Open Access Research article

New biotechnological perspectives of a NADH oxidase variant from Thermus thermophilus HB27 as NAD+-recycling enzyme

Javier Rocha-Martín1, Daniel Vega2, Juan M Bolivar1, Cesar A Godoy1, Aurelio Hidalgo2, José Berenguer2, José M Guisán1* and Fernando López-Gallego1*

Author Affiliations

1 Departamento de Biocatálisis. Instituto de Catálisis y Petroleoquímica-CSIC. Campus UAM. Cantoblanco. 28049 Madrid, Spain

2 Centro de Biología Molecular Severo Ochoa. CSIC-UAM. Departamento de Biología Molecular. Campus UAM. Cantoblanco. 28049 Madrid, Spain

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BMC Biotechnology 2011, 11:101  doi:10.1186/1472-6750-11-101

Published: 3 November 2011



The number of biotransformations that use nicotinamide recycling systems is exponentially growing. For this reason one of the current challenges in biocatalysis is to develop and optimize more simple and efficient cofactor recycling systems. One promising approach to regenerate NAD+ pools is the use of NADH-oxidases that reduce oxygen to hydrogen peroxide while oxidizing NADH to NAD+. This class of enzymes may be applied to asymmetric reduction of prochiral substrates in order to obtain enantiopure compounds.


The NADH-oxidase (NOX) presented here is a flavoenzyme which needs exogenous FAD or FMN to reach its maximum velocity. Interestingly, this enzyme is 6-fold hyperactivated by incubation at high temperatures (80°C) under limiting concentrations of flavin cofactor, a change that remains stable even at low temperatures (37°C). The hyperactivated form presented a high specific activity (37.5 U/mg) at low temperatures despite isolation from a thermophile source. Immobilization of NOX onto agarose activated with glyoxyl groups yielded the most stable enzyme preparation (6-fold more stable than the hyperactivated soluble enzyme). The immobilized derivative was able to be reactivated under physiological conditions after inactivation by high solvent concentrations. The inactivation/reactivation cycle could be repeated at least three times, recovering full NOX activity in all cases after the reactivation step. This immobilized catalyst is presented as a recycling partner for a thermophile alcohol dehydrogenase in order to perform the kinetic resolution secondary alcohols.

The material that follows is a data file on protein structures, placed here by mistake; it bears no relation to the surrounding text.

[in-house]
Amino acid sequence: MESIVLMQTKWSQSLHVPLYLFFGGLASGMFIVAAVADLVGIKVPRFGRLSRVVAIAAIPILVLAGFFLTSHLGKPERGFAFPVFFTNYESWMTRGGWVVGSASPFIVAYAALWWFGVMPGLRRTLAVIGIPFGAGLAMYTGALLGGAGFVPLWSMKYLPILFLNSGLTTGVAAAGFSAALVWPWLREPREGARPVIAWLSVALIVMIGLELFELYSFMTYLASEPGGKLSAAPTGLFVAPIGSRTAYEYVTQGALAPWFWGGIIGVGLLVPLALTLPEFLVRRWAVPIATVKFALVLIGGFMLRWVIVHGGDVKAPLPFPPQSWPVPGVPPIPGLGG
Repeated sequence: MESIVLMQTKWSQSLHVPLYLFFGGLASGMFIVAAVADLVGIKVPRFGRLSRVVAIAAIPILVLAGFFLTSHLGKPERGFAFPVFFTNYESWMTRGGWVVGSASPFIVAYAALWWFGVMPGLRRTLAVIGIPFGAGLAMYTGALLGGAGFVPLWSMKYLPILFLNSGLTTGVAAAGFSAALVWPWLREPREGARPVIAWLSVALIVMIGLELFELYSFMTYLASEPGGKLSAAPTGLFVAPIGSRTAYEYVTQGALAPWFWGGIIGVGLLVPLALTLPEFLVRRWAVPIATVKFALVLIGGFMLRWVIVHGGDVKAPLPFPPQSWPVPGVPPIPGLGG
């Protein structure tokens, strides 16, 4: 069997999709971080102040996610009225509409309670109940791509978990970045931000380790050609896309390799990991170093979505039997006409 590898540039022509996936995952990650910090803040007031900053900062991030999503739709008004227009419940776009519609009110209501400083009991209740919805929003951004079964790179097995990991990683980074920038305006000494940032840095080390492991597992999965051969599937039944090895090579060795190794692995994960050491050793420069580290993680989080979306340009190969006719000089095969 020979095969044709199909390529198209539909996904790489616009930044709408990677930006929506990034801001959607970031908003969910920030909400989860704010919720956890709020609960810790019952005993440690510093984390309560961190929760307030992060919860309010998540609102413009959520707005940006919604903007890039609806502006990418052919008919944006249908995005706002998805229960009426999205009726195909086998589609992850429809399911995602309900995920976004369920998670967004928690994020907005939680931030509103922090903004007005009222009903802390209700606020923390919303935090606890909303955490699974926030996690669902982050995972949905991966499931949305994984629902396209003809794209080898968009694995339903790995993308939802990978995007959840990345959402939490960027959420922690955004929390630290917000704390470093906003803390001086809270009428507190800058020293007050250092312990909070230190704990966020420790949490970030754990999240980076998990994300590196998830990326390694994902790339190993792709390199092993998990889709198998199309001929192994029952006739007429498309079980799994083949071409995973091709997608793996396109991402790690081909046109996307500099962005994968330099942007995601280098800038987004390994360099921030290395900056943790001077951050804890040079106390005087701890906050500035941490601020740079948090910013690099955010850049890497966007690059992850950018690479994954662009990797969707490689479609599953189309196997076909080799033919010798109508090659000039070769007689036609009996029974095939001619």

We have designed, developed and characterized a heterogeneous and robust biocatalyst which has been used as recycling partner in the kinetic resolution of rac-1-phenylethanol. The high stability along with its capability to be reactivated makes this biocatalyst highly re-useable for cofactor recycling in redox biotransformations.

NAD+; extremophiles; dehydrogenase; immobilization